- The author's words or opinion on the character is not applicable on whether or not the villain can qualify to be Pure Evil.
- An all around hated character either by the work's fandom, by characters in the story itself, or from both the fandom and the story itself is not indicative of a character qualifying as Pure Evil. While resentment from the characters in the story and the audience is an important factor to consider, if the villain does not meet the criteria to be Pure Evil but is simply hated, then that villain cannot count.
- Like how the Redeemed category should be added, Pure Evil should normally be added to a villain when the story arc or season they are apart of is over. If the Pure Evil category is added before the arc/season is over, there is a possibility the villain could have a redeeming quality, redeem themselves, or another much more heinous villain might appear that may outdo that specific villain; in all three scenarios, the villain cannot count. Since the part of the story where the villain appears is not complete, it is best practice to wait until it is complete to consider adding the category to the villain.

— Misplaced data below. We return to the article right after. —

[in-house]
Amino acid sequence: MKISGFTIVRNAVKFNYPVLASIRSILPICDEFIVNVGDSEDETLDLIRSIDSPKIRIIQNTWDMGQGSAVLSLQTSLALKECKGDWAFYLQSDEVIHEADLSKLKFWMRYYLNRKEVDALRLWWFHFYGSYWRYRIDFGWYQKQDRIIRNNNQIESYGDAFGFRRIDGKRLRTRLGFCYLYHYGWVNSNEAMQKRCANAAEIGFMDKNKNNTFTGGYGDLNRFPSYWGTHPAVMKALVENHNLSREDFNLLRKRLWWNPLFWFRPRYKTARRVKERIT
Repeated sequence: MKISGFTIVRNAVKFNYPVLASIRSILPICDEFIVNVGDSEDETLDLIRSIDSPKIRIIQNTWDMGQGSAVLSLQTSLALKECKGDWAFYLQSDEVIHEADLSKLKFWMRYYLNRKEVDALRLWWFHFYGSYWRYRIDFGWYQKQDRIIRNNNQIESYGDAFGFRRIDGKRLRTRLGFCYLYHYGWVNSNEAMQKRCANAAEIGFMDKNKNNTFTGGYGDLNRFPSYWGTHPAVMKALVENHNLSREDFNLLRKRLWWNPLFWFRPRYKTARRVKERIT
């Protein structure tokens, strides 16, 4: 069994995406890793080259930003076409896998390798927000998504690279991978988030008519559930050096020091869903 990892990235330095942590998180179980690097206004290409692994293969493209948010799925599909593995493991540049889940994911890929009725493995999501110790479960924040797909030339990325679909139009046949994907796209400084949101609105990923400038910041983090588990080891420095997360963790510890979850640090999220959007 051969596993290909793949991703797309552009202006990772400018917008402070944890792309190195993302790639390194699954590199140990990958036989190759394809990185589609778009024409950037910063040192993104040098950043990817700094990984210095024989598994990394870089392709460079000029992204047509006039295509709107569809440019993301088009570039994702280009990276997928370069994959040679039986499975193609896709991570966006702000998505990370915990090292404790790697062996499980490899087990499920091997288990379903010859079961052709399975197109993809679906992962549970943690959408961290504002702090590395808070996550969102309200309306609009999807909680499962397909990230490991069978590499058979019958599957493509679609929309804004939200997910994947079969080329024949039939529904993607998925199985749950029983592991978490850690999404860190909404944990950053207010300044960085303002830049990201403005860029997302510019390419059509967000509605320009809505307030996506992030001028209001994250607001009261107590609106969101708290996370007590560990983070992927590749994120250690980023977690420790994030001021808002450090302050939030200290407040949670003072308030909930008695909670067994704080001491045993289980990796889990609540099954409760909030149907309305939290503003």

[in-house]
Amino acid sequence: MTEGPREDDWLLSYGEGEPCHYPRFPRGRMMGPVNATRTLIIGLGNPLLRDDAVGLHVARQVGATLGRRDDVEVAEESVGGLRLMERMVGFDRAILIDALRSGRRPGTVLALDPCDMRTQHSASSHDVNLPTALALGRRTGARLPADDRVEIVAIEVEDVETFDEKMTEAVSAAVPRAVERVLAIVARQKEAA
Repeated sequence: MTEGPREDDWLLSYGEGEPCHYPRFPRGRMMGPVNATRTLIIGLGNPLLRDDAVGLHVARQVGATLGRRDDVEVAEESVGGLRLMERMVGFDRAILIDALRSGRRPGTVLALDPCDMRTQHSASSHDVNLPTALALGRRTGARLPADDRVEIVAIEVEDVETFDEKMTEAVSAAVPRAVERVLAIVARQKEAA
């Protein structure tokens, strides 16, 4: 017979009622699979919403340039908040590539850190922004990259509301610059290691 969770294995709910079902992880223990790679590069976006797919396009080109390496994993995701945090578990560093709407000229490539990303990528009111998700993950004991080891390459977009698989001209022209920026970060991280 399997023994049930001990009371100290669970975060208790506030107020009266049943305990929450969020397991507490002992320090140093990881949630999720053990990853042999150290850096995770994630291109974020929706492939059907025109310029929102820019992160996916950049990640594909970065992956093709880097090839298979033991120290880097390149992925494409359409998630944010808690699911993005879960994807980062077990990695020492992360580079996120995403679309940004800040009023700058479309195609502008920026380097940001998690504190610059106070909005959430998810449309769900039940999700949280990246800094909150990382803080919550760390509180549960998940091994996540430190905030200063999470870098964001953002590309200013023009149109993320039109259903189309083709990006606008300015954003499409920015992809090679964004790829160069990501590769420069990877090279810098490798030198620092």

- A villain from a different continuity or version can end up counting if the original version did not. The same can also apply, if the original version of the character ends up counting, but other versions of the character does not. For example, many versions of the Joker ends up qualifying to be Pure Evil while some versions of him like the Joker from Batman: Brave and the Bold does not qualify.
- Parodies are only done for comedic purposes and are not meant to be taken seriously and as a result cannot qualify to be Pure Evil. Homages, however, can qualify as Pure Evil as they can be taken seriously in the work they appear in.
- If the Pure Evil villain is comedic, it has to go hand-in-hand with their villainy not detract from it. If the villain is portrayed as comical and light-hearted, then they cannot qualify as Pure Evil.
- The category is not a badge of honor. It doesn't matter if you think a villain is iconic enough or if you dislike them, as none of these are legitimate factors as to how or why a villain might qualify as Pure Evil. If you cannot think of any other reason to propose a villain than "he is a great villain, therefore, he deserves the category" or "I hate his guts", don't bother. They must meet the criteria listed above.